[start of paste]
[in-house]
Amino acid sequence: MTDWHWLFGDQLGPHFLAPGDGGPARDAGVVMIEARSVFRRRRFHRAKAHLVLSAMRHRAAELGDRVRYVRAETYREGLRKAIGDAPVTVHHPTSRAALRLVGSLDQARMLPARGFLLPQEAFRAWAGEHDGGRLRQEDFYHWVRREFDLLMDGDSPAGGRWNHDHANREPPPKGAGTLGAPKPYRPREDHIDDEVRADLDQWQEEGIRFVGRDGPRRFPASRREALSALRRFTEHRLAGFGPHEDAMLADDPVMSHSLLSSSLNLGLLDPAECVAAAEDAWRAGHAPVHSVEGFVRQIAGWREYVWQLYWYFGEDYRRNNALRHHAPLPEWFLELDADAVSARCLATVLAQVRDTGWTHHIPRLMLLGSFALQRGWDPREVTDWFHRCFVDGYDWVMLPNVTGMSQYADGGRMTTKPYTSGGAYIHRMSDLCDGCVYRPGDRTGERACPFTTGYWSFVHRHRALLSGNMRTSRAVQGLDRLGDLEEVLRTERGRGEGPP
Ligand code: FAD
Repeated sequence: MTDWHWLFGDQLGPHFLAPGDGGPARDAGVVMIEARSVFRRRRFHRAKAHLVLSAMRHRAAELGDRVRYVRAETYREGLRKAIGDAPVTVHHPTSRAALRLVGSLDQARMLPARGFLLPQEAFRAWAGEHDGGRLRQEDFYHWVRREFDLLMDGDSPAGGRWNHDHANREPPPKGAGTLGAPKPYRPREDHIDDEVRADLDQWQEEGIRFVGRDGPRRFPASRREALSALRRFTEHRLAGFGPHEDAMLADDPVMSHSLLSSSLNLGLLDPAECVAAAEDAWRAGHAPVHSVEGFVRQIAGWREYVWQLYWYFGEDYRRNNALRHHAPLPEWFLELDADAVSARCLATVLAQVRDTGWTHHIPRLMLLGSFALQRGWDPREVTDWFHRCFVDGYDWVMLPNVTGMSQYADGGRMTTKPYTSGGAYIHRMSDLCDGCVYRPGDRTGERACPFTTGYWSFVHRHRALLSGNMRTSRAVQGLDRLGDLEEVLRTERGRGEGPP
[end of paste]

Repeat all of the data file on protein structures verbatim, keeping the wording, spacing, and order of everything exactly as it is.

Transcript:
[in-house]
Amino acid sequence: MTDWHWLFGDQLGPHFLAPGDGGPARDAGVVMIEARSVFRRRRFHRAKAHLVLSAMRHRAAELGDRVRYVRAETYREGLRKAIGDAPVTVHHPTSRAALRLVGSLDQARMLPARGFLLPQEAFRAWAGEHDGGRLRQEDFYHWVRREFDLLMDGDSPAGGRWNHDHANREPPPKGAGTLGAPKPYRPREDHIDDEVRADLDQWQEEGIRFVGRDGPRRFPASRREALSALRRFTEHRLAGFGPHEDAMLADDPVMSHSLLSSSLNLGLLDPAECVAAAEDAWRAGHAPVHSVEGFVRQIAGWREYVWQLYWYFGEDYRRNNALRHHAPLPEWFLELDADAVSARCLATVLAQVRDTGWTHHIPRLMLLGSFALQRGWDPREVTDWFHRCFVDGYDWVMLPNVTGMSQYADGGRMTTKPYTSGGAYIHRMSDLCDGCVYRPGDRTGERACPFTTGYWSFVHRHRALLSGNMRTSRAVQGLDRLGDLEEVLRTERGRGEGPP
Ligand code: FAD
Repeated sequence: MTDWHWLFGDQLGPHFLAPGDGGPARDAGVVMIEARSVFRRRRFHRAKAHLVLSAMRHRAAELGDRVRYVRAETYREGLRKAIGDAPVTVHHPTSRAALRLVGSLDQARMLPARGFLLPQEAFRAWAGEHDGGRLRQEDFYHWVRREFDLLMDGDSPAGGRWNHDHANREPPPKGAGTLGAPKPYRPREDHIDDEVRADLDQWQEEGIRFVGRDGPRRFPASRREALSALRRFTEHRLAGFGPHEDAMLADDPVMSHSLLSSSLNLGLLDPAECVAAAEDAWRAGHAPVHSVEGFVRQIAGWREYVWQLYWYFGEDYRRNNALRHHAPLPEWFLELDADAVSARCLATVLAQVRDTGWTHHIPRLMLLGSFALQRGWDPREVTDWFHRCFVDGYDWVMLPNVTGMSQYADGGRMTTKPYTSGGAYIHRMSDLCDGCVYRPGDRTGERACPFTTGYWSFVHRHRALLSGNMRTSRAVQGLDRLGDLEEVLRTERGRGEGPP